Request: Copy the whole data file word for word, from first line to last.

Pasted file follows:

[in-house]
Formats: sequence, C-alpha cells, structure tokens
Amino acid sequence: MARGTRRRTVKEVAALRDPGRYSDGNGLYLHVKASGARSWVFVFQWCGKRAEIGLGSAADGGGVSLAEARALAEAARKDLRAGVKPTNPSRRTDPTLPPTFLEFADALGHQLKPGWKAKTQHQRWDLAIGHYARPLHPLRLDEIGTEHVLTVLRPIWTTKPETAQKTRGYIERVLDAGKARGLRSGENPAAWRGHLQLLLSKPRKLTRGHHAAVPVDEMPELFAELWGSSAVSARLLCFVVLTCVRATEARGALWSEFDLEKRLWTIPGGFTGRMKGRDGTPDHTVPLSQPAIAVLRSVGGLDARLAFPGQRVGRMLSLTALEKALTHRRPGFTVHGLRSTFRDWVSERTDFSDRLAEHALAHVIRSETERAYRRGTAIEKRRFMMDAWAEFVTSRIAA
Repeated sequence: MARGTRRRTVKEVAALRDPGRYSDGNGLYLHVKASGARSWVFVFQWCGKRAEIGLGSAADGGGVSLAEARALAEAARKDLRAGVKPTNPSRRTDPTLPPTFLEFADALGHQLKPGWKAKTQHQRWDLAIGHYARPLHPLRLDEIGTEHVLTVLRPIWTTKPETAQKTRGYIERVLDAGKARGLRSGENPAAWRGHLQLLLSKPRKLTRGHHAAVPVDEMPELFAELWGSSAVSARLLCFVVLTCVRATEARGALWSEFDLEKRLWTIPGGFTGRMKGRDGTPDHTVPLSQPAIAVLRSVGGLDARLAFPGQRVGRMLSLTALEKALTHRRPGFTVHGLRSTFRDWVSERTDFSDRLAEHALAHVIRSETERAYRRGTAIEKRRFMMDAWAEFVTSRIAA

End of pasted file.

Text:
[in-house]
Formats: sequence, C-alpha cells, structure tokens
Amino acid sequence: MARGTRRRTVKEVAALRDPGRYSDGNGLYLHVKASGARSWVFVFQWCGKRAEIGLGSAADGGGVSLAEARALAEAARKDLRAGVKPTNPSRRTDPTLPPTFLEFADALGHQLKPGWKAKTQHQRWDLAIGHYARPLHPLRLDEIGTEHVLTVLRPIWTTKPETAQKTRGYIERVLDAGKARGLRSGENPAAWRGHLQLLLSKPRKLTRGHHAAVPVDEMPELFAELWGSSAVSARLLCFVVLTCVRATEARGALWSEFDLEKRLWTIPGGFTGRMKGRDGTPDHTVPLSQPAIAVLRSVGGLDARLAFPGQRVGRMLSLTALEKALTHRRPGFTVHGLRSTFRDWVSERTDFSDRLAEHALAHVIRSETERAYRRGTAIEKRRFMMDAWAEFVTSRIAA
Repeated sequence: MARGTRRRTVKEVAALRDPGRYSDGNGLYLHVKASGARSWVFVFQWCGKRAEIGLGSAADGGGVSLAEARALAEAARKDLRAGVKPTNPSRRTDPTLPPTFLEFADALGHQLKPGWKAKTQHQRWDLAIGHYARPLHPLRLDEIGTEHVLTVLRPIWTTKPETAQKTRGYIERVLDAGKARGLRSGENPAAWRGHLQLLLSKPRKLTRGHHAAVPVDEMPELFAELWGSSAVSARLLCFVVLTCVRATEARGALWSEFDLEKRLWTIPGGFTGRMKGRDGTPDHTVPLSQPAIAVLRSVGGLDARLAFPGQRVGRMLSLTALEKALTHRRPGFTVHGLRSTFRDWVSERTDFSDRLAEHALAHVIRSETERAYRRGTAIEKRRFMMDAWAEFVTSRIAA